I have even made electronic clocks for various purposes (usually work related).

On my desk at work, and also at home I have binary LED clocks (as seen on Thinkgeek)

I even have a regular wristwatch, though that has some nice features like an LCD 'back' screen.

So, given all of this, browsing the TokyoFlash website is not healthy for me.

I am now waiting for the 'Pimp: Trip the Light Fantastic' LED watch. I missed the stainless steel version, which I'd rather have, but the gold plate will do.

One might wonder 'how do you tell the time with THAT', well, with the various styles of clock around one soon learns they're vagaries - a 24 hour clock or backwards clock is easy, it's an 'at a glance' thing, and the other timepieces are similar (if a bit slower). Ultimately there is nothing 'natural' about the 12 hour clockface, we all had to be taught how to use it, it's just that we were taught this at a young age - we then had to learn how a digital clock works (although admittedly these days the two skills might come in a different order!) Spicing up the mundane with the unusual can provide some piquancy to day to day living! Especially when the 'usual' is that way for no reason other than convention.

It's for this reason that I like the McArthur Map of the World.... I wish I had the wallspace!

Hmm... back to the West Wing with the Cartographers for Social Equality!

April Fools

With today being April Fool's Day, I thought I'd spend a little time seeking out the inevitable April Fool's Jokes. I expect them to be pretty few and far between, not expecting many on the news sites due to the international situation. Some of these links may disappear in time.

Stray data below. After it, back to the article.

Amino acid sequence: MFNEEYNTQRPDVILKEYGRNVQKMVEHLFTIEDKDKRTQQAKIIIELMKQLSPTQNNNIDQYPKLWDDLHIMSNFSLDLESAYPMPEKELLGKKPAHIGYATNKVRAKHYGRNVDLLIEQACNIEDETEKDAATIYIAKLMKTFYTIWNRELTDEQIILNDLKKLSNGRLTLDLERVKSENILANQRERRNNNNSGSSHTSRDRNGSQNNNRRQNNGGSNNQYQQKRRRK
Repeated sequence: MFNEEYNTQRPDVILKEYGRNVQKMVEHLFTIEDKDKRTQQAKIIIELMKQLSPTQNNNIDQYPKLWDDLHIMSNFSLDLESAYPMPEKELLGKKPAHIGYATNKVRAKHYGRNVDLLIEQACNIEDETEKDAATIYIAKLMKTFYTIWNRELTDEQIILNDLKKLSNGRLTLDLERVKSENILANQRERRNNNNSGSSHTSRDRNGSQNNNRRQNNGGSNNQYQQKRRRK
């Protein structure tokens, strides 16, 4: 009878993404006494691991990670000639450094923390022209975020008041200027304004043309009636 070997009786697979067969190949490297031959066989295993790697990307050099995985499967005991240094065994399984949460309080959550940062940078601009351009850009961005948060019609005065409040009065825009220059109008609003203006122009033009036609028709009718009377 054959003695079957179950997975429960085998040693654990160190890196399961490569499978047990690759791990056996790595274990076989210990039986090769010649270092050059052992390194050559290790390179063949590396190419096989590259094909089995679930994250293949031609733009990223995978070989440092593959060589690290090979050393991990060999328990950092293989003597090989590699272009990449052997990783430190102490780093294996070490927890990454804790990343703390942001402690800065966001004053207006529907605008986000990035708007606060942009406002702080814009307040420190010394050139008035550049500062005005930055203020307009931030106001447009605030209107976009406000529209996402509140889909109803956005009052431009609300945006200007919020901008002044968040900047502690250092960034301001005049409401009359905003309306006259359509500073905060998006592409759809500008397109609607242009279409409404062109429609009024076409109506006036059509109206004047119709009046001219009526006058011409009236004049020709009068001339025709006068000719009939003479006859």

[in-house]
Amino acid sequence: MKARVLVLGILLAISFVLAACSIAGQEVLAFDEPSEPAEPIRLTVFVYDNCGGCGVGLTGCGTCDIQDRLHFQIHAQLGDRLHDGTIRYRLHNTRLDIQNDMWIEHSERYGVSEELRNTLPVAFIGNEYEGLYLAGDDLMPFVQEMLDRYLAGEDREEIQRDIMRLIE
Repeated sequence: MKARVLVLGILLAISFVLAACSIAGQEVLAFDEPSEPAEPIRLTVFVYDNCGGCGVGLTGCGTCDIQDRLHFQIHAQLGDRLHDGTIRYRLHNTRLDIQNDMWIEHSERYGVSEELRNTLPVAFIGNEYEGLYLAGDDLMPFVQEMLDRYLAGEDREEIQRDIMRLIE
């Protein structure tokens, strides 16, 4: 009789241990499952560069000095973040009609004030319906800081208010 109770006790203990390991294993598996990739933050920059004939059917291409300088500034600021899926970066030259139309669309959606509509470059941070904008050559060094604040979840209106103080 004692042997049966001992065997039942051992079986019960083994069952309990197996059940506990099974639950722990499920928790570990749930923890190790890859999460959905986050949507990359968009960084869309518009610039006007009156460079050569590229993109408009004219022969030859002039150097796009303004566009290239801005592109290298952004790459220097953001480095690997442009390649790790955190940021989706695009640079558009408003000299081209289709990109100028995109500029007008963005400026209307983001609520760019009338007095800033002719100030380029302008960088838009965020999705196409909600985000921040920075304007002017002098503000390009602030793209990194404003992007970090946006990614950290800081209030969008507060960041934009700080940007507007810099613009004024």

Anyway, first up is Newcode, a language in which it is impossible to express code which contains security violations. There is also the annual Joey Skaggs April Fools' Parade (here is a review of the 2002 Parade).

DALNet has been taken over by Hello Kitty

Backfire did a rather nice one about paying back hackers. I wanted to get to the payoff page, so I went through the motions.

Paul McCartney is to play for the Pope in a concert. 'I think he might try to get the Pope join in a duet, if he's not too tired.'

The Motley Fool have posted an article about their Candlestick Rolling Accumulation Predictor. Note the acronym.

There is a new internet standard, RFC3514, in this standard, any data packets which have evil intent should have their evil bit set in order to make their filtering easier.

The BBC have put up a spoof about annoying Mobile Phone use,and George Foreman has released the iGrill.

The top 100 April Fools' gags of all time are online. Let's finish up with an article about lying persuasively.

Rockabelly Lifecasts

This is an entry for the sole purpose of plugging my good friend CJ's business CJ makes casts of bodyparts, and calls her business Rockabelly Lifecasts. The little icon is a picture which was taken on our wedding day, showing our casting along with the original hands. CJ gave us the casting as a wedding present.

It was an enjoyable experience, though it was slightly odd feeling the casting goo set around the hand. The finished result is excellent. A nice 'special occasion' present for someone living in the South East of the UK.